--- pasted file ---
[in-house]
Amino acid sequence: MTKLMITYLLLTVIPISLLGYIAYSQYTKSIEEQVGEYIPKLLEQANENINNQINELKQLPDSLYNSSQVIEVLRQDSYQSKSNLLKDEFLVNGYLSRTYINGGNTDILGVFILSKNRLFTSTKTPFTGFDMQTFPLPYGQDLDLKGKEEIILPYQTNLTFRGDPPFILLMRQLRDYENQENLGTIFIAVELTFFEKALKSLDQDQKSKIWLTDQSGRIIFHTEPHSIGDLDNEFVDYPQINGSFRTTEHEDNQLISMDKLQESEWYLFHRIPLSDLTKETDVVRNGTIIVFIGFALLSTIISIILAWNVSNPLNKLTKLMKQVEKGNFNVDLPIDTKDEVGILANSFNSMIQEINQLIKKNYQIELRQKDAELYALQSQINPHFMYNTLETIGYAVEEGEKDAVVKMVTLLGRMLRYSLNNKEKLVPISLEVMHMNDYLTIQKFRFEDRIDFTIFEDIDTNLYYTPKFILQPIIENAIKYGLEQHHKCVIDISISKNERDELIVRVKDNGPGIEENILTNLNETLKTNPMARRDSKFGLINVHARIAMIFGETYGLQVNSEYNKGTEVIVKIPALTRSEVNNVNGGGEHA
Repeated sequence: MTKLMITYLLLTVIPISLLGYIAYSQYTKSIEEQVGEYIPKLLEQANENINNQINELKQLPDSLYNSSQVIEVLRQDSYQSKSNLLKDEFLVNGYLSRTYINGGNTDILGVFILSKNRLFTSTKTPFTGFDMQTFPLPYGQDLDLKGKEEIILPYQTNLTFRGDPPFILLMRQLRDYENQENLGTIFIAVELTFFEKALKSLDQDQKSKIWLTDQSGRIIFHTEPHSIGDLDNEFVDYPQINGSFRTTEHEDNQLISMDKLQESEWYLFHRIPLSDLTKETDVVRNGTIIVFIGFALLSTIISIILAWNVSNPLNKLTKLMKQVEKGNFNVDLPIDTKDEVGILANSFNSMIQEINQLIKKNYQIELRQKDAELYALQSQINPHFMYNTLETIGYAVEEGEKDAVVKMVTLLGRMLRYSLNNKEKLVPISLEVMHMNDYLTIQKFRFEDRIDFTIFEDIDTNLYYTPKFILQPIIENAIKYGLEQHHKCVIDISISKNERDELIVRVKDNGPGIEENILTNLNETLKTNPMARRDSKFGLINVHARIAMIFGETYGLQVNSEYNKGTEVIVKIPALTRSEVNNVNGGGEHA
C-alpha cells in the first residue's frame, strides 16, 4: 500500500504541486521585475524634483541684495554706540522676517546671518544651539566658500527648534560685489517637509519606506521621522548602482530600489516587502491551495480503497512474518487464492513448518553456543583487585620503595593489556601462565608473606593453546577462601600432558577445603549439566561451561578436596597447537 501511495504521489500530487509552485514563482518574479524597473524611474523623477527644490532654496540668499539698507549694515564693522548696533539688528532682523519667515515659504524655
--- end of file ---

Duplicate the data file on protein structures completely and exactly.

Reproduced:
[in-house]
Amino acid sequence: MTKLMITYLLLTVIPISLLGYIAYSQYTKSIEEQVGEYIPKLLEQANENINNQINELKQLPDSLYNSSQVIEVLRQDSYQSKSNLLKDEFLVNGYLSRTYINGGNTDILGVFILSKNRLFTSTKTPFTGFDMQTFPLPYGQDLDLKGKEEIILPYQTNLTFRGDPPFILLMRQLRDYENQENLGTIFIAVELTFFEKALKSLDQDQKSKIWLTDQSGRIIFHTEPHSIGDLDNEFVDYPQINGSFRTTEHEDNQLISMDKLQESEWYLFHRIPLSDLTKETDVVRNGTIIVFIGFALLSTIISIILAWNVSNPLNKLTKLMKQVEKGNFNVDLPIDTKDEVGILANSFNSMIQEINQLIKKNYQIELRQKDAELYALQSQINPHFMYNTLETIGYAVEEGEKDAVVKMVTLLGRMLRYSLNNKEKLVPISLEVMHMNDYLTIQKFRFEDRIDFTIFEDIDTNLYYTPKFILQPIIENAIKYGLEQHHKCVIDISISKNERDELIVRVKDNGPGIEENILTNLNETLKTNPMARRDSKFGLINVHARIAMIFGETYGLQVNSEYNKGTEVIVKIPALTRSEVNNVNGGGEHA
Repeated sequence: MTKLMITYLLLTVIPISLLGYIAYSQYTKSIEEQVGEYIPKLLEQANENINNQINELKQLPDSLYNSSQVIEVLRQDSYQSKSNLLKDEFLVNGYLSRTYINGGNTDILGVFILSKNRLFTSTKTPFTGFDMQTFPLPYGQDLDLKGKEEIILPYQTNLTFRGDPPFILLMRQLRDYENQENLGTIFIAVELTFFEKALKSLDQDQKSKIWLTDQSGRIIFHTEPHSIGDLDNEFVDYPQINGSFRTTEHEDNQLISMDKLQESEWYLFHRIPLSDLTKETDVVRNGTIIVFIGFALLSTIISIILAWNVSNPLNKLTKLMKQVEKGNFNVDLPIDTKDEVGILANSFNSMIQEINQLIKKNYQIELRQKDAELYALQSQINPHFMYNTLETIGYAVEEGEKDAVVKMVTLLGRMLRYSLNNKEKLVPISLEVMHMNDYLTIQKFRFEDRIDFTIFEDIDTNLYYTPKFILQPIIENAIKYGLEQHHKCVIDISISKNERDELIVRVKDNGPGIEENILTNLNETLKTNPMARRDSKFGLINVHARIAMIFGETYGLQVNSEYNKGTEVIVKIPALTRSEVNNVNGGGEHA
C-alpha cells in the first residue's frame, strides 16, 4: 500500500504541486521585475524634483541684495554706540522676517546671518544651539566658500527648534560685489517637509519606506521621522548602482530600489516587502491551495480503497512474518487464492513448518553456543583487585620503595593489556601462565608473606593453546577462601600432558577445603549439566561451561578436596597447537 501511495504521489500530487509552485514563482518574479524597473524611474523623477527644490532654496540668499539698507549694515564693522548696533539688528532682523519667515515659504524655